Monday, August 15, 2022

Indian-origin Amit Singhal quit his Google job to educate poor Indian kids

“Give back to others. My life from a small Himalayan town to Google has been a dream journey. Now my priority should be to give back to people who are less fortunate.”

— Amit Singhal

In 2016, Amit Singhal quit his executive-level Google career of 15 years to give back to the community. When he became Senior Vice President for Search at Google in California, he asked himself, “What would you want to do for the next fifteen years?” He heard from within himself, “Give back to others. My life from a small Himalayan town to Google has been a dream journey. Now my priority should be to give back to people who are less fortunate.”

With his PhD degree and four years of work experience in information retrieval, Dr Amit Singhal had joined Google at its nascent stage in 2000. After a few days into the job, he found the code sloppy that the founders of Google had developed and rewrote the algorithms in only two months. His rewriting of Google algorithms was an overhaul to the speed of ranking and the relevance of search results, for which he was named a Google fellow, an honor worth millions of dollars. He was also nicknamed ‘King of the Ranking’ at the Google campus in San Francisco Bay Area.

Singhal told indianeagle.com: “We need to provide educational opportunities to the bright minds born in underprivileged backgrounds as we firmly believe that education has the power to not only uplift individuals, but also transform communities, nations, and the future of our planet. Education is the only reliable way out of poverty. We are on the mission to help disadvantaged children become world-class professionals and great humans so they could become a beacon of hope for their community and millions of other underprivileged children,”

That is why Dr Amit Singhal co-founded Sitare Foundation with his wife, Shilpa Singhal.

Dr Singhal, a PhD alumnus of Cornwell University, and Shilpa, a physicist from the State University of New York, came to India for a bigger and greater cause. Their Sitare Foundation, a bootstrapped NGO in Rajasthan, has the sole aim of transforming the lives of meritorious students from low-income, minority households with quality education and opportunities for higher studies. At Sitare Foundation, Amit and Shilpa fund education of the brightest minds from middle school in India to prestigious universities in the United States.

His great-grandfather had never been to school and used to run a small bicycle repair shop, but he gave education to his son (Dr Singhal’s grandfather) and helped him become a school teacher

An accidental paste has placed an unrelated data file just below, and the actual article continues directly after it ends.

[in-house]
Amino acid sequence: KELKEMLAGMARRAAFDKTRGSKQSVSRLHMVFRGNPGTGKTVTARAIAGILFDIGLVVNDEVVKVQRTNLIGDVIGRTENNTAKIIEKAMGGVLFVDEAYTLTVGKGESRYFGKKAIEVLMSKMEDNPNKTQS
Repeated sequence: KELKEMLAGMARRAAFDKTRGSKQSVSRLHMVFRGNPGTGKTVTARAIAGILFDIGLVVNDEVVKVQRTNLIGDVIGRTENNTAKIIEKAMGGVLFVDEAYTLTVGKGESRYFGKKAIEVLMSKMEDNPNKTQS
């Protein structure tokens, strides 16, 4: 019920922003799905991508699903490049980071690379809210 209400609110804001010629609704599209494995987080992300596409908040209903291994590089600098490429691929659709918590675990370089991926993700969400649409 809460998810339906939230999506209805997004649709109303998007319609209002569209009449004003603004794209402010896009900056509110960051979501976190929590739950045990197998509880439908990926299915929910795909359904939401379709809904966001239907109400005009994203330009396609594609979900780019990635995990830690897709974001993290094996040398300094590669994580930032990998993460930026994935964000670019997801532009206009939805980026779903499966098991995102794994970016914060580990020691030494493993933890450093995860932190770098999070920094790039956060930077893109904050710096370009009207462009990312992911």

Sitare Foundation started with 250 registrations in its founding year, 2016 and received more than 50,000 applications for its merit-based entrance test in 2021. The NGO handpicks the most promising students from families with a hand-to-mouth existence through an aptitude test every year. They are further examined through a comprehensive evaluation process at a free, two-week camp. Out of the nearly 75,000 applications received for the entrance test 2022, 100 students have been selected. With its growing presence in five cities across India, Sitare Foundation has partnered with private schools where they will be schooled from 6th grade to the grade 12 for free.

Their emotional health and social wellbeing are also taken care of by Shilpa and Amit Singhal at Sitare Foundation. “All our energy goes into ensuring we transform 50,000 lives through education by 2050. Besides education, we support them with food, clothing, books, school supplies, and transportation. Additionally, we have a fully residential program for students to focus on their college admissions. We spend on an average $2000 per student every year from our life savings,” said Dr Singhal.

“Where I am today is only because of education,” said Dr Singhal. His great-grandfather had never been to school and used to run a small bicycle repair shop, but he gave education to his son (Dr Singhal’s grandfather) and helped him become a school teacher. Dr Singhal’s grandfather sent his son to IIT Roorkee where he studied civil engineering. Dr Singhal is the first in his family to have earned a PhD and that too in the US. “The only thing every generation gave the next generation was education, no money,” he remembered.

Shilpa and Dr Amit Singhal’s philanthropic journey has not been without challenges. Students’ family background has been a deterrent to their parents’ wish to send their children to school. Especially, the obligations for girls to help their mothers with household chores, look after their younger siblings when both of their parents are at work, and supplement the family income by working in the field keep them away from school. Early marriage of girls is another reason for them to drop out of school in rural backwaters, and this social issue has been a big challenge for Sitare Foundation.

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Roma Ghosh
Roma Ghosh has recently retired as Associate Professor for Media Studies from an international university. She was with the Times of India as a correspondent for many years. Her passion is cooking and she has been doing recipes and photo shoots for Women's Era for the last 15-odd years.

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